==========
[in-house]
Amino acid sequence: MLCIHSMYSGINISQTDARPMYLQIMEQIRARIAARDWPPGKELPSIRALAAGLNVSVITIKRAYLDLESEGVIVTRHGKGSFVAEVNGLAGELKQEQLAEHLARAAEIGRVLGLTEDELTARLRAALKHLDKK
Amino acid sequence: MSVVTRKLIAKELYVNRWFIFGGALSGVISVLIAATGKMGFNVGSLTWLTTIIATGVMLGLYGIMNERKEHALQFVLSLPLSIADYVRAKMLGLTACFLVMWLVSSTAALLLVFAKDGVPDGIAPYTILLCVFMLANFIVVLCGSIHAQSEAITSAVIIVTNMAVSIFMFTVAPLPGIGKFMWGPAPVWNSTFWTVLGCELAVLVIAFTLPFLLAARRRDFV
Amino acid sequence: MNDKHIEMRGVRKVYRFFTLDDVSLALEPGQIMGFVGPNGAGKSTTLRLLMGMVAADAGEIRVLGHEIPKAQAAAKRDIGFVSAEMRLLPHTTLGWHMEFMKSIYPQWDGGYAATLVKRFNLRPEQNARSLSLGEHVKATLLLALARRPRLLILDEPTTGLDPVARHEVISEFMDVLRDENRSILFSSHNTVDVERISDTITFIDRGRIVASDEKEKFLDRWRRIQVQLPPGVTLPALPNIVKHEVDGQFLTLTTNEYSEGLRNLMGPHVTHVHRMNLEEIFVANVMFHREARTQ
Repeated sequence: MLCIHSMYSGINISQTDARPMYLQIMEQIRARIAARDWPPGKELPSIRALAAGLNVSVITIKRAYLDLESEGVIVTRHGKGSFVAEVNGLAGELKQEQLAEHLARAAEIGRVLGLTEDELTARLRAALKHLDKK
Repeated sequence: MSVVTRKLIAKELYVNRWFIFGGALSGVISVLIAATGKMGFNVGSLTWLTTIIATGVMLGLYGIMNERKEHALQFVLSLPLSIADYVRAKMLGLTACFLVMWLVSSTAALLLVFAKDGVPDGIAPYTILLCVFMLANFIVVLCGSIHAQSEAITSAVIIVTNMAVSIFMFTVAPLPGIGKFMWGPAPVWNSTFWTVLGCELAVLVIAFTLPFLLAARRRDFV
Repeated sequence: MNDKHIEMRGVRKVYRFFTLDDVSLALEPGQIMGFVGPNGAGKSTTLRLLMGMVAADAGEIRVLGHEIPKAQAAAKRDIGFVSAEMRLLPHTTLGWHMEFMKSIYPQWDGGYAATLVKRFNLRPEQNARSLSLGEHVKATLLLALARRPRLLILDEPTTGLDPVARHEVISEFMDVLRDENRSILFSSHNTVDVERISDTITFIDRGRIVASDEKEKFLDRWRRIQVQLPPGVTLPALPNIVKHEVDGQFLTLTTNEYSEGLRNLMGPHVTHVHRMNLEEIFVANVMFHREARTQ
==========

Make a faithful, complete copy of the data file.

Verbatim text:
[in-house]
Amino acid sequence: MLCIHSMYSGINISQTDARPMYLQIMEQIRARIAARDWPPGKELPSIRALAAGLNVSVITIKRAYLDLESEGVIVTRHGKGSFVAEVNGLAGELKQEQLAEHLARAAEIGRVLGLTEDELTARLRAALKHLDKK
Amino acid sequence: MSVVTRKLIAKELYVNRWFIFGGALSGVISVLIAATGKMGFNVGSLTWLTTIIATGVMLGLYGIMNERKEHALQFVLSLPLSIADYVRAKMLGLTACFLVMWLVSSTAALLLVFAKDGVPDGIAPYTILLCVFMLANFIVVLCGSIHAQSEAITSAVIIVTNMAVSIFMFTVAPLPGIGKFMWGPAPVWNSTFWTVLGCELAVLVIAFTLPFLLAARRRDFV
Amino acid sequence: MNDKHIEMRGVRKVYRFFTLDDVSLALEPGQIMGFVGPNGAGKSTTLRLLMGMVAADAGEIRVLGHEIPKAQAAAKRDIGFVSAEMRLLPHTTLGWHMEFMKSIYPQWDGGYAATLVKRFNLRPEQNARSLSLGEHVKATLLLALARRPRLLILDEPTTGLDPVARHEVISEFMDVLRDENRSILFSSHNTVDVERISDTITFIDRGRIVASDEKEKFLDRWRRIQVQLPPGVTLPALPNIVKHEVDGQFLTLTTNEYSEGLRNLMGPHVTHVHRMNLEEIFVANVMFHREARTQ
Repeated sequence: MLCIHSMYSGINISQTDARPMYLQIMEQIRARIAARDWPPGKELPSIRALAAGLNVSVITIKRAYLDLESEGVIVTRHGKGSFVAEVNGLAGELKQEQLAEHLARAAEIGRVLGLTEDELTARLRAALKHLDKK
Repeated sequence: MSVVTRKLIAKELYVNRWFIFGGALSGVISVLIAATGKMGFNVGSLTWLTTIIATGVMLGLYGIMNERKEHALQFVLSLPLSIADYVRAKMLGLTACFLVMWLVSSTAALLLVFAKDGVPDGIAPYTILLCVFMLANFIVVLCGSIHAQSEAITSAVIIVTNMAVSIFMFTVAPLPGIGKFMWGPAPVWNSTFWTVLGCELAVLVIAFTLPFLLAARRRDFV
Repeated sequence: MNDKHIEMRGVRKVYRFFTLDDVSLALEPGQIMGFVGPNGAGKSTTLRLLMGMVAADAGEIRVLGHEIPKAQAAAKRDIGFVSAEMRLLPHTTLGWHMEFMKSIYPQWDGGYAATLVKRFNLRPEQNARSLSLGEHVKATLLLALARRPRLLILDEPTTGLDPVARHEVISEFMDVLRDENRSILFSSHNTVDVERISDTITFIDRGRIVASDEKEKFLDRWRRIQVQLPPGVTLPALPNIVKHEVDGQFLTLTTNEYSEGLRNLMGPHVTHVHRMNLEEIFVANVMFHREARTQ